The moderating role of rational beliefs in the relationship between irrational beliefs and posttraumatic stress symptomology

Philip Hyland, Mark Shevlin, Gary Adamson, Daniel Boduszek

Research output: Contribution to journalArticle

10 Citations (Scopus)

Abstract

Background: Rational Emotive Behaviour Therapy (REBT) assumes that rational beliefs act as cognitive protective factors against the development of psychopathology; however little empirical evidence exists regarding the nature of the possible protective effects that they offer. Aims: The current study investigates whether rational beliefs moderate the impact of irrational beliefs on posttraumatic stress symptomology (PTS). Method: Three hundred and thirteen active law enforcement, military, and related emergency service personnel took part in the current study. Sequential moderated multiple regression analysis was employed to investigate: (i) the direct impact of irrational beliefs on PTS; (ii) the direct impact of rational beliefs on PTS; (iii) the moderating effects of rational beliefs in the relationship between irrational beliefs and PTS. Results: The irrational beliefs predicted by REBT theory emerged as critical predictors of PTS symptomology, in particular Depreciation beliefs. Rational beliefs (Preferences, and Acceptance beliefs) had a direct, negative impact on levels of PTS, and Acceptance beliefs moderated the impact of Catastrophizing beliefs on PTS. Conclusions: Irrational beliefs are important cognitive vulnerability factors in symptoms of PTS, while rational beliefs (Acceptance) appear to have a protective role in the emergence of PTS symptoms, both directly and by moderating the impact of Catastrophizing beliefs.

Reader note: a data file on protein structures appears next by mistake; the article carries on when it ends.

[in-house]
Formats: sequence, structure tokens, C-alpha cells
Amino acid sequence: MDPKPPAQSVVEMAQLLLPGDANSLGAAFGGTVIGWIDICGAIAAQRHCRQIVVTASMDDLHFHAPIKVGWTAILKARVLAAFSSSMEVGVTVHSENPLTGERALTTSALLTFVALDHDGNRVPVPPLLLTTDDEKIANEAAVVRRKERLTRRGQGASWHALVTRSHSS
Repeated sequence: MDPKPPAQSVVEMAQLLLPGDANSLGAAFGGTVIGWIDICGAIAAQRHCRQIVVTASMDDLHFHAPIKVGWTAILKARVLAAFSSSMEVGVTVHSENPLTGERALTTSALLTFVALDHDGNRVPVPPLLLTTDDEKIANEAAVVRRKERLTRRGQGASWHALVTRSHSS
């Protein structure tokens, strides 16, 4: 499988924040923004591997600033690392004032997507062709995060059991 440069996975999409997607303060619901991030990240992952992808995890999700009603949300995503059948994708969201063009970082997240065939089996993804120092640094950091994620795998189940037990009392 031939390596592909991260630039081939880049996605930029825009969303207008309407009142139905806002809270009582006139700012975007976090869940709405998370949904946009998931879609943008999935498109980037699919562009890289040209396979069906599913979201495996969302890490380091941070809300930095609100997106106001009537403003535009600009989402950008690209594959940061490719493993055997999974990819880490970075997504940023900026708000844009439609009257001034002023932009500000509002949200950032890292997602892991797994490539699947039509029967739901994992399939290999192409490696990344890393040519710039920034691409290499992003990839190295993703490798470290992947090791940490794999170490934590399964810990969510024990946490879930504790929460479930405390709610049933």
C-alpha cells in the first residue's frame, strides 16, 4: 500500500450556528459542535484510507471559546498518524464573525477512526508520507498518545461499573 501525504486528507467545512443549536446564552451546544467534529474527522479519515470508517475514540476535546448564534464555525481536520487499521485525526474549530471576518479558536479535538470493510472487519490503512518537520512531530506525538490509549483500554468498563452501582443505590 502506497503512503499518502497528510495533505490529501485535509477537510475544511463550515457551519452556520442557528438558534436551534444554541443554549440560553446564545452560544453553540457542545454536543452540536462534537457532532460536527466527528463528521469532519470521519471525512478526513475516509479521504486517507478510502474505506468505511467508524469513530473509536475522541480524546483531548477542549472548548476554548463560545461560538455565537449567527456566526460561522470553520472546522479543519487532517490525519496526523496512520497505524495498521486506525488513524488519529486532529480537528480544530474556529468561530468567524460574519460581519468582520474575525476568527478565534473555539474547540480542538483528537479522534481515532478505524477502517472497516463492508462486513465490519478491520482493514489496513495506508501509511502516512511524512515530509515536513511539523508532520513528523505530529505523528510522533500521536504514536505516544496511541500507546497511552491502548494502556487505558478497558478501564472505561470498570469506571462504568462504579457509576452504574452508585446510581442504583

Original languageEnglish
Pages (from-to)312-326
Number of pages15
JournalBehavioural and Cognitive Psychotherapy
Volume42
Issue number3
DOIs
Publication statusPublished - 2014

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